Multi-class classification predictions come out all the same

Hi Everybody,

I’m training a net to detect what pitch-classes are playing in music. I’ve trained a net on the large Maestro dataset which has classical music along with their scores. Taking a look at the predictions the net made, I’m pretty disappointed! Instead of showing around 1 for pitch classes that are playing, and 0 for pitch classes that are not, it’s showing about 0.76 for every pitch class. Kind of like the net is saying “maybe?” to every classification. Below is a sample of the prediction, which should be detecting the presence of 3 pitch classes (and the absence of the other 9.) Could this be a symptom of the net getting stuck on a local minimum? How can I improve things?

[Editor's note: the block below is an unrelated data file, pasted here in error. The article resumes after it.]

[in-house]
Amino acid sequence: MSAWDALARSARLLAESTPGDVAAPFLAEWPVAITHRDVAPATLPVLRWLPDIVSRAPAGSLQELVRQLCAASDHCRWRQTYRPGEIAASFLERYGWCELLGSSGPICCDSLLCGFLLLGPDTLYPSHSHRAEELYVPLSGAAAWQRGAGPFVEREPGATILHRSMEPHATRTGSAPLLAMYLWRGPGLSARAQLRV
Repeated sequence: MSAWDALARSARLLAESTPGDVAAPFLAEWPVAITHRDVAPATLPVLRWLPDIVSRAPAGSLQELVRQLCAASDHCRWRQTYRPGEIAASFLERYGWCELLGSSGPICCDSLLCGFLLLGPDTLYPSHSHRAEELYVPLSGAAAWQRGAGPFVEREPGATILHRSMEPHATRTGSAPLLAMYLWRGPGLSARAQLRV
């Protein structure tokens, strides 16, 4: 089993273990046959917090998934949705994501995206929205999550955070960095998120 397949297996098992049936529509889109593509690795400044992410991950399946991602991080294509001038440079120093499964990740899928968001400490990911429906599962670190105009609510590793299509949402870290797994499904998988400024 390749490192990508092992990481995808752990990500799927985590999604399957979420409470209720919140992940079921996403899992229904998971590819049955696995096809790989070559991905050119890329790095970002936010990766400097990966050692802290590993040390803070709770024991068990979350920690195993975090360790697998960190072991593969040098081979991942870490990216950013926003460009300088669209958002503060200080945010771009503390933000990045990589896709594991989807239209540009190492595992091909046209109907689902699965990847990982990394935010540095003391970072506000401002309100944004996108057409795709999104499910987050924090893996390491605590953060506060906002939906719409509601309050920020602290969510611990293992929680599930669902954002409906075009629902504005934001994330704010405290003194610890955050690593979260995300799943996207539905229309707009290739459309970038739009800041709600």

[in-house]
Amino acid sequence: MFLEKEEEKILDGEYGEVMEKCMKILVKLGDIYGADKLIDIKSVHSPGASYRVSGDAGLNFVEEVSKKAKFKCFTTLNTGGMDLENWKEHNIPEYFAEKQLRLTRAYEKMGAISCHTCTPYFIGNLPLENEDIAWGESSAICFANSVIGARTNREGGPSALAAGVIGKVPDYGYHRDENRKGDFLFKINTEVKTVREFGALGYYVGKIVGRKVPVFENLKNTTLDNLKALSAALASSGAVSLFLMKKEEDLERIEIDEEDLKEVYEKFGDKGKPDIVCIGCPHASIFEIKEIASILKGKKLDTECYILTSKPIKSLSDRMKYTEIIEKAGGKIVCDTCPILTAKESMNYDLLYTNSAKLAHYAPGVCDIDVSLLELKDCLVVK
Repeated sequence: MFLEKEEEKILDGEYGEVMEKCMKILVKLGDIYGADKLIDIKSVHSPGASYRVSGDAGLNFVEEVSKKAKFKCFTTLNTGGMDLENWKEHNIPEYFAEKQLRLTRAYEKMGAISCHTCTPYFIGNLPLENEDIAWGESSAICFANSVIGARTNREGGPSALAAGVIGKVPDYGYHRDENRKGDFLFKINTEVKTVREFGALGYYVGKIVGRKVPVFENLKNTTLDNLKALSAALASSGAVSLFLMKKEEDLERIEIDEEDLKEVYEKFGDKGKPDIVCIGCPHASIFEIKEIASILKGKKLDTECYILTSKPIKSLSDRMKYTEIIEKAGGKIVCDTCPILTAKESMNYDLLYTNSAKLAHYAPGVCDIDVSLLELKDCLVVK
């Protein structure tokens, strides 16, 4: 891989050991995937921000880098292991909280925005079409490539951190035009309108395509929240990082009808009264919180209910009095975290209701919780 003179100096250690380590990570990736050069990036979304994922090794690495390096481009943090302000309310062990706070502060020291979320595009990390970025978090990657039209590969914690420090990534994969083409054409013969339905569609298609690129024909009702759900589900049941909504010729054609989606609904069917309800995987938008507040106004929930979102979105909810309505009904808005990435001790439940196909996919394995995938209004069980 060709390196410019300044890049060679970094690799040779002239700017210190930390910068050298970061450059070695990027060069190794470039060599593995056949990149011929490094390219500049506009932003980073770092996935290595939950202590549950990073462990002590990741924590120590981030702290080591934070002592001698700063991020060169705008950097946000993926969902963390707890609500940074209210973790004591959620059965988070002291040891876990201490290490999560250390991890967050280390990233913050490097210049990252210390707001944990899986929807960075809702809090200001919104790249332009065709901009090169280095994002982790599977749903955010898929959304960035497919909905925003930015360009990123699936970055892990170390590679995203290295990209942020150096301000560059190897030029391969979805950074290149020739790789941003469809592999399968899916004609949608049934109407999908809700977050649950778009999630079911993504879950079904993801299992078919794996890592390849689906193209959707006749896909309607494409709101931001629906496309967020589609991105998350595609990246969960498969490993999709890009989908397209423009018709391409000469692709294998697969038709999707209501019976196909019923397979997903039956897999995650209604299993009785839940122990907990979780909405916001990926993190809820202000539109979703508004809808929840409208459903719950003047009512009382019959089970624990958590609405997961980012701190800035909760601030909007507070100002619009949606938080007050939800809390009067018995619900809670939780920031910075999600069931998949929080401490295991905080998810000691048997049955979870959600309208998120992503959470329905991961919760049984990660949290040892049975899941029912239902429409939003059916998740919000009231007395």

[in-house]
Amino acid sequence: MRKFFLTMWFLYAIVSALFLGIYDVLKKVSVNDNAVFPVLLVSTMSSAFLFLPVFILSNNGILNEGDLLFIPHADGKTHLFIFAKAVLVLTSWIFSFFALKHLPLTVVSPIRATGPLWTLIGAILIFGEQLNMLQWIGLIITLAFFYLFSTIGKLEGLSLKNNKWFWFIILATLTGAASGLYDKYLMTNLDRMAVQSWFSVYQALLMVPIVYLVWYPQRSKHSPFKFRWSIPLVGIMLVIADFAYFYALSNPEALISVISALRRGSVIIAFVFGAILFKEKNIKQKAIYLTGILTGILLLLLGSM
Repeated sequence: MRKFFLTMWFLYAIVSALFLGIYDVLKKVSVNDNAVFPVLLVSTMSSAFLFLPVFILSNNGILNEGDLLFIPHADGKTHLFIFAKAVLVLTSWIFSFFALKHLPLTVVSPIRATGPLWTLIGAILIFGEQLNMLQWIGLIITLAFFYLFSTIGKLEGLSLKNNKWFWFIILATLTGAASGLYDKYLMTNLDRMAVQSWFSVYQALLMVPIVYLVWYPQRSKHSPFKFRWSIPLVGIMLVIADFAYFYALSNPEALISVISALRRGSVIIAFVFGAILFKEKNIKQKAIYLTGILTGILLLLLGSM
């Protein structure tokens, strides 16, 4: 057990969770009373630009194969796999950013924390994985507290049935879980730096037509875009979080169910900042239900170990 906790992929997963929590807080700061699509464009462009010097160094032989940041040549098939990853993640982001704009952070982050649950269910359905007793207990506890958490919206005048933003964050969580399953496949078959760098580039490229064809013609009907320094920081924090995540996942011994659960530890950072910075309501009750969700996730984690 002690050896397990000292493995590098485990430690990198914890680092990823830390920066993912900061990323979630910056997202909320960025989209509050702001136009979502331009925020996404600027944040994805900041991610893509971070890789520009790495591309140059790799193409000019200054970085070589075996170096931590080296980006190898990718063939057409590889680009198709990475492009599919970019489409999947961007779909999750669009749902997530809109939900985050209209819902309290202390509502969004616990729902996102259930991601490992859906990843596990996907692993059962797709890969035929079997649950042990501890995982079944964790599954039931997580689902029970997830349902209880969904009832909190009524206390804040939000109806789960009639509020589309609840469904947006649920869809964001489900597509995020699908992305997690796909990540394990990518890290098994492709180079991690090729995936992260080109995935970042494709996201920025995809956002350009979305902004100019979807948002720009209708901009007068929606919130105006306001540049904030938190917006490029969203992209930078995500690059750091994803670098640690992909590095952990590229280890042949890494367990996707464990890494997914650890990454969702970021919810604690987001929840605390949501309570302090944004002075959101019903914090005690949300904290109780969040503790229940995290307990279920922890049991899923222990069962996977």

The optimizer is SGD, the loss function is BCEWithLogitsLoss, and the model’s code is below, under the output of predictions.

[-0.7595, -0.7598, -0.7598, -0.7599, -0.7597, -0.7598, -0.7602, -0.7596,
-0.7596, -0.7594, -0.7601, -0.7602],
[-0.7596, -0.7599, -0.7599, -0.7600, -0.7598, -0.7599, -0.7603, -0.7597,
-0.7598, -0.7596, -0.7602, -0.7603],
[-0.7594, -0.7596, -0.7596, -0.7599, -0.7595, -0.7598, -0.7601, -0.7594,
-0.7595, -0.7593, -0.7600, -0.7601],
[-0.7596, -0.7598, -0.7598, -0.7600, -0.7597, -0.7599, -0.7603, -0.7596,
-0.7597, -0.7595, -0.7602, -0.7603],
[-0.7597, -0.7600, -0.7599, -0.7600, -0.7599, -0.7599, -0.7603, -0.7598,
-0.7598, -0.7596, -0.7602, -0.7603],

class AudioNet1(nn.Module):

    def __init__(self, input_size=256,
        super(AudioNet1, self).__init__()
        self.inputLayer = nn.Linear(input_size, h1_nodes).to(device)
        self.bn1 = nn.BatchNorm1d(h1_nodes).to(device)
        self.do1 = nn.Dropout(p=0.2).to(device)
        self.hiddenOne = nn.Linear(h1_nodes, h2_nodes).to(device)
        self.bn2 = nn.BatchNorm1d(h2_nodes).to(device)
        self.do2 = nn.Dropout(p=0.2).to(device)
        self.hiddenTwo = nn.Linear(h2_nodes, h3_nodes).to(device)
        self.bn3 = nn.BatchNorm1d(h3_nodes).to(device)